Eggs Testing the limits of industrial agriculture

Published 8:40 am Monday, September 27, 2010

The family farm occupies a special place in the American psyche. It represents tradition, trust, wholesomeness and hard work. But it no longer represents American agriculture.

Now, that’s dominated by huge factory farms raising hogs and chickens on a truly massive scale.

Two recent, unrelated events suggest that after decades of growth, industrial-scale agriculture is starting to experience some push back. That would be a good thing.

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Factory farms have been under attack for years. Animal-rights activists have complained about inhumane conditions in which animals are raised. Conservationists have focused on the environmental effects of huge waste-storage ponds, necessary because of the large number of animals at the facilities.

But the tipping point, if it comes soon, won’t be reached because of concerns about animal welfare or clean water. It will come because these massive meat and egg factories are unhealthy for the people who consume those products.

Exhibit A is Wright County Egg, the Iowa egg producer whose products have been linked to more than 1,500 salmonella infections around the country.

News reports last month, shortly after the company was identified as a source for the salmonella outbreak, detailed appalling conditions at the farm. Henhouses reportedly were infested with rodents and maggots.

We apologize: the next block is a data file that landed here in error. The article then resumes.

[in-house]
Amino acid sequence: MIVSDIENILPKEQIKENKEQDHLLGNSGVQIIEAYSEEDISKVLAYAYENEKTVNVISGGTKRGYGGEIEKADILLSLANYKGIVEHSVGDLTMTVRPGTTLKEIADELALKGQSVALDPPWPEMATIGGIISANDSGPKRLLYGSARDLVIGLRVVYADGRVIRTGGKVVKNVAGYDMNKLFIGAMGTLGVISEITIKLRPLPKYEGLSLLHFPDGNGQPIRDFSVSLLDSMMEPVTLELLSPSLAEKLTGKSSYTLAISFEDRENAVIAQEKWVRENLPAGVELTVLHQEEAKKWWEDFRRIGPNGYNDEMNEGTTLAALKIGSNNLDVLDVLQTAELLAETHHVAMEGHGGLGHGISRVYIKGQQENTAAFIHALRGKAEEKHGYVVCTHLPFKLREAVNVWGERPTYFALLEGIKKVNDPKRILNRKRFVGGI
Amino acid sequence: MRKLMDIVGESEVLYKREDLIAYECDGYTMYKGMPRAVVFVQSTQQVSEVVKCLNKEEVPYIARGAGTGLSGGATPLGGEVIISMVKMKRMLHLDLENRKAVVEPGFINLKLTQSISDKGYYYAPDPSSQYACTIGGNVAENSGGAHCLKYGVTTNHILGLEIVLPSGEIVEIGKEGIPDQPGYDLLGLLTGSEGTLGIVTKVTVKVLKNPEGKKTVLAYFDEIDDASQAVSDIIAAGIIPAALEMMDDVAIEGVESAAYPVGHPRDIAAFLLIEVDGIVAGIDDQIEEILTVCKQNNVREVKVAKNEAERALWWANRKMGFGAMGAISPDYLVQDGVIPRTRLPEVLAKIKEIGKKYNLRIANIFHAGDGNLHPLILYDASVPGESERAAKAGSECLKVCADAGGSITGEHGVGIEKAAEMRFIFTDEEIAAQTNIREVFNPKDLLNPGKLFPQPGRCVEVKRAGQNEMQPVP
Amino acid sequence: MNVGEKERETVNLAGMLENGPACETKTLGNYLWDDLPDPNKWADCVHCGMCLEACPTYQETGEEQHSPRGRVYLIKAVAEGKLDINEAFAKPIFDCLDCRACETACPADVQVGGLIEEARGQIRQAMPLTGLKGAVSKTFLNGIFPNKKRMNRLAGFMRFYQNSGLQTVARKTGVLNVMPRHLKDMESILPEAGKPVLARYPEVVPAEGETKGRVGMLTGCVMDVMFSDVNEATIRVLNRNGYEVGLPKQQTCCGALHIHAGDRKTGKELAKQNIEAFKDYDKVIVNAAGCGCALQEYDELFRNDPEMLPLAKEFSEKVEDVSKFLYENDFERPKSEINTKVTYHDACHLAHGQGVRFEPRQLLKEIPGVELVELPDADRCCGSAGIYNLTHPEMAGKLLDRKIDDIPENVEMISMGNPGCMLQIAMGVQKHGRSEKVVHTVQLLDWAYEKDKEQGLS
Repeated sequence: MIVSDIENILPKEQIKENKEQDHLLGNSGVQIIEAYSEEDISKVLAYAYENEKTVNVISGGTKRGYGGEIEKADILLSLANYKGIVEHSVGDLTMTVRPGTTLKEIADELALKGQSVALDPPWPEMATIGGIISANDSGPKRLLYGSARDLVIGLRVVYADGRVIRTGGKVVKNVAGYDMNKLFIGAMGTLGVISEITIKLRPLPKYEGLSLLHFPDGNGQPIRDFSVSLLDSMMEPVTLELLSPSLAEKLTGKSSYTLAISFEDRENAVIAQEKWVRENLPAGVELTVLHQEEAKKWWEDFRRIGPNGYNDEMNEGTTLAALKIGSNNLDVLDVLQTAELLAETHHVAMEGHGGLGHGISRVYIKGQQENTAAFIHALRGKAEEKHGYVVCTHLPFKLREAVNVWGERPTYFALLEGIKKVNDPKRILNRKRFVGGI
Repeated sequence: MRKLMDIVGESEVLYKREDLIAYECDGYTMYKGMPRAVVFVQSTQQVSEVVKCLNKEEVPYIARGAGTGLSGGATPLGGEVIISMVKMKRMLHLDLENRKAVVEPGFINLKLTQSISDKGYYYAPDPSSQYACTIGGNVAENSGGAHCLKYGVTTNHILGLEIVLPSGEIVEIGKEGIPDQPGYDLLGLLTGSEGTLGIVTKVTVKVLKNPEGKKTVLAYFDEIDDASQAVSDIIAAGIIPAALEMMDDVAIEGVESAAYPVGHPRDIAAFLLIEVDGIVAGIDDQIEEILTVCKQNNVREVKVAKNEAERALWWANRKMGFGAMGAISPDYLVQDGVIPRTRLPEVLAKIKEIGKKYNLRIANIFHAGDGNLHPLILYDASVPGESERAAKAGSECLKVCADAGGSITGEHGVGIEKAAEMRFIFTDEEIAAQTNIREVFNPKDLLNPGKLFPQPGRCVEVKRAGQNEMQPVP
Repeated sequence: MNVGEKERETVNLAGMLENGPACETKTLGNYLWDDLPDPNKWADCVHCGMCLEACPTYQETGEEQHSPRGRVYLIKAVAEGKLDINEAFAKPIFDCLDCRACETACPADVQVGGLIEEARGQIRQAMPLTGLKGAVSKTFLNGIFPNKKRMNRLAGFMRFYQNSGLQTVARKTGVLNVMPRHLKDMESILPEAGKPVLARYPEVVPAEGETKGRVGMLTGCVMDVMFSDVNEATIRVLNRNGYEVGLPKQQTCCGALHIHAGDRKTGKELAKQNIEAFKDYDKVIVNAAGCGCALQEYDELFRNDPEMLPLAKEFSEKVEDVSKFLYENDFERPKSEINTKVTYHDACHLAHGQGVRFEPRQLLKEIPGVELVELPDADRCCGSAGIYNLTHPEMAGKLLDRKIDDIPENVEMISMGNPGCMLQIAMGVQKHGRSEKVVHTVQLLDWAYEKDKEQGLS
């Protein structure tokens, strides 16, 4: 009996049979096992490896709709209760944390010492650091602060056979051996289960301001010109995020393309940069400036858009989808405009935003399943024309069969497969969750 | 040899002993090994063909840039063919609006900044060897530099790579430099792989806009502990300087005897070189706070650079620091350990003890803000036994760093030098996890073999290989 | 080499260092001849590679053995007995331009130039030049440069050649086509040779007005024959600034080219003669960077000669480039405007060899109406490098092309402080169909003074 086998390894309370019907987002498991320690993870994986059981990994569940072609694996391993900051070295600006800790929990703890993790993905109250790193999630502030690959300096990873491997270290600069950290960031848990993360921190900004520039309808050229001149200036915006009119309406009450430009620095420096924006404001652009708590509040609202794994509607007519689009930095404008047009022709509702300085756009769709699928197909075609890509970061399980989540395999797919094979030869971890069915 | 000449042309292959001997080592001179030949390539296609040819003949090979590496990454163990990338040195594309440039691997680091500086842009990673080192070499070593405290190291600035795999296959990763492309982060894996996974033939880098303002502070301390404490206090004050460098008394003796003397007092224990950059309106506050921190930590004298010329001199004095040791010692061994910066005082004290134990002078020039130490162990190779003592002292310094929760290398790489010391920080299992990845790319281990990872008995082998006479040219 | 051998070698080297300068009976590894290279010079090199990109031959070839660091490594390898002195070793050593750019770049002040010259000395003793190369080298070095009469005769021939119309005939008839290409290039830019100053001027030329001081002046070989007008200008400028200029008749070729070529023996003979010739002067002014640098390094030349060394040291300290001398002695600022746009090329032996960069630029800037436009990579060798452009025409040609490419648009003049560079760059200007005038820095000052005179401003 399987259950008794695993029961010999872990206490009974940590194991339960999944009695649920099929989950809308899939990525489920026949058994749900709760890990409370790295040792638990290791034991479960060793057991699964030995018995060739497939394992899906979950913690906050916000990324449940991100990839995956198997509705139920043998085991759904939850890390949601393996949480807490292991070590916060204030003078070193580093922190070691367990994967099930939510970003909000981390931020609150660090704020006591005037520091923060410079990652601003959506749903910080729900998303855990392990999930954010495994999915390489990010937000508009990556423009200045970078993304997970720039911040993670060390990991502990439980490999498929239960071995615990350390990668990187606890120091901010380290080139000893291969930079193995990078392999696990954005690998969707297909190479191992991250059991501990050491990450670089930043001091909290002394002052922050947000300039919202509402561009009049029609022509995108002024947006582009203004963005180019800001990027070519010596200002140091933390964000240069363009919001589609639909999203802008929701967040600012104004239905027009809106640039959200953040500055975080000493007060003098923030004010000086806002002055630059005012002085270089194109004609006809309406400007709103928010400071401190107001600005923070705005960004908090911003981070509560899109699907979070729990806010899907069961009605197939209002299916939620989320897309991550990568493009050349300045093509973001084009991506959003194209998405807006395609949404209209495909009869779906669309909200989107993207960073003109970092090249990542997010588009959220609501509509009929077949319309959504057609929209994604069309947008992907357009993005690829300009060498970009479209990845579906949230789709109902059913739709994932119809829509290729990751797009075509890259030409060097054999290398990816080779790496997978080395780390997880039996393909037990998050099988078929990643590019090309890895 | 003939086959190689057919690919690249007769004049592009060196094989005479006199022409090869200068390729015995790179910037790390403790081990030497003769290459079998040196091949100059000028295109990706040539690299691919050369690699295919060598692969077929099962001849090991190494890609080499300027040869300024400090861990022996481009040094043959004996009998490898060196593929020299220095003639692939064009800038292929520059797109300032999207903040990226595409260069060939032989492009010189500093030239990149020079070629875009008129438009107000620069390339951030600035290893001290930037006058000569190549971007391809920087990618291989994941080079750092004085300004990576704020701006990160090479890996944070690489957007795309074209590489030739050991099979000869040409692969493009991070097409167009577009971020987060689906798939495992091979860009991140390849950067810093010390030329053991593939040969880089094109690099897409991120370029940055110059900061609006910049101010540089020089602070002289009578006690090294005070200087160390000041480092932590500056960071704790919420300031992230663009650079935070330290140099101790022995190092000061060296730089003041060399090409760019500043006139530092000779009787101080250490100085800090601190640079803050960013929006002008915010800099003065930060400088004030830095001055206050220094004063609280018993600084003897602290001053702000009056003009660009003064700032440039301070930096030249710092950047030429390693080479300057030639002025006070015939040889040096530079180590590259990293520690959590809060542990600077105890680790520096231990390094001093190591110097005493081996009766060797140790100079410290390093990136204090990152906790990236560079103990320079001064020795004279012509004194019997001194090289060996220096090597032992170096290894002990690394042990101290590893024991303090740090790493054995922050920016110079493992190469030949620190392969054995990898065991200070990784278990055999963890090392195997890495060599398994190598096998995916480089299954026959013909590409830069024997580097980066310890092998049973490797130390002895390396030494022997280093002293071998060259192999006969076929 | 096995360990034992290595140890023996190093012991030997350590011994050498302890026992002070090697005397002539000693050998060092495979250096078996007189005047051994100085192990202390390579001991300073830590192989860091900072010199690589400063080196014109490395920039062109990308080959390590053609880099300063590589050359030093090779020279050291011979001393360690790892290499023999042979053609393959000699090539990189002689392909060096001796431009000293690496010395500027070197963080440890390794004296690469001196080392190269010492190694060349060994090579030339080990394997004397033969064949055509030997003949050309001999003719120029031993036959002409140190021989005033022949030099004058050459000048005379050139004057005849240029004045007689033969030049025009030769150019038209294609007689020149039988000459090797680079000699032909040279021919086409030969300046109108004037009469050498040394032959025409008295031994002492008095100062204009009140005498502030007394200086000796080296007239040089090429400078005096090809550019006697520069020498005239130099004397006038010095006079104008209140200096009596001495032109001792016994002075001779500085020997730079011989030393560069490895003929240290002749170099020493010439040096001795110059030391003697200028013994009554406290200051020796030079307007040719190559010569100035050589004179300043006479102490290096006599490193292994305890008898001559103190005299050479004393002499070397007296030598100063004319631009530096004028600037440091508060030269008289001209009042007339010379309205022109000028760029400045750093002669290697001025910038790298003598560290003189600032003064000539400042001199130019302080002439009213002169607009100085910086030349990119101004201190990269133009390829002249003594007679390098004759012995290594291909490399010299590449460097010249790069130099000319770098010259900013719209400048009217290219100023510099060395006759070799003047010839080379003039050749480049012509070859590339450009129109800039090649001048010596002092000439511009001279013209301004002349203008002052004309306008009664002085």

Documents released this week by congressional investigators showed that as long ago as September 2008, laboratory tests inside the henhouses showed salmonella of the type associated with the disease outbreak. Wright County Egg didn’t report the test findings to food-safety regulators. It wasn’t required to do so. That’s part of the problem.

The company didn’t reveal the test results to Congress, either, despite being subpoenaed. That’s not optional.

Salmonella often is found in henhouses, particularly ones in which hens are crammed into cages to increase egg yields, a routine practice at factory farms.

The U.S. Centers for Disease Control and Prevention estimates that each day, even without major outbreaks, about 500 Americans are infected with salmonella caused by eating eggs. Each year, about 70 people die from those infections. That’s a high price to pay for cheap eggs.

Growth of industrial agriculture is fueled in large part by antibiotics.

Some 70 percent of the antibiotics consumed in this country are used on healthy farm animals. The antibiotics promote faster growth and prevent illness in animals raised in crowded, filthy conditions. But they also give rise to antibiotic-resistant bacteria.

Americans have benefited from cheaper meats and vegetables thanks to our world’s-best agriculture. But there’s growing evidence that at least some of the money we save in the supermarket is spent later in hospitals. That’s not a good bargain.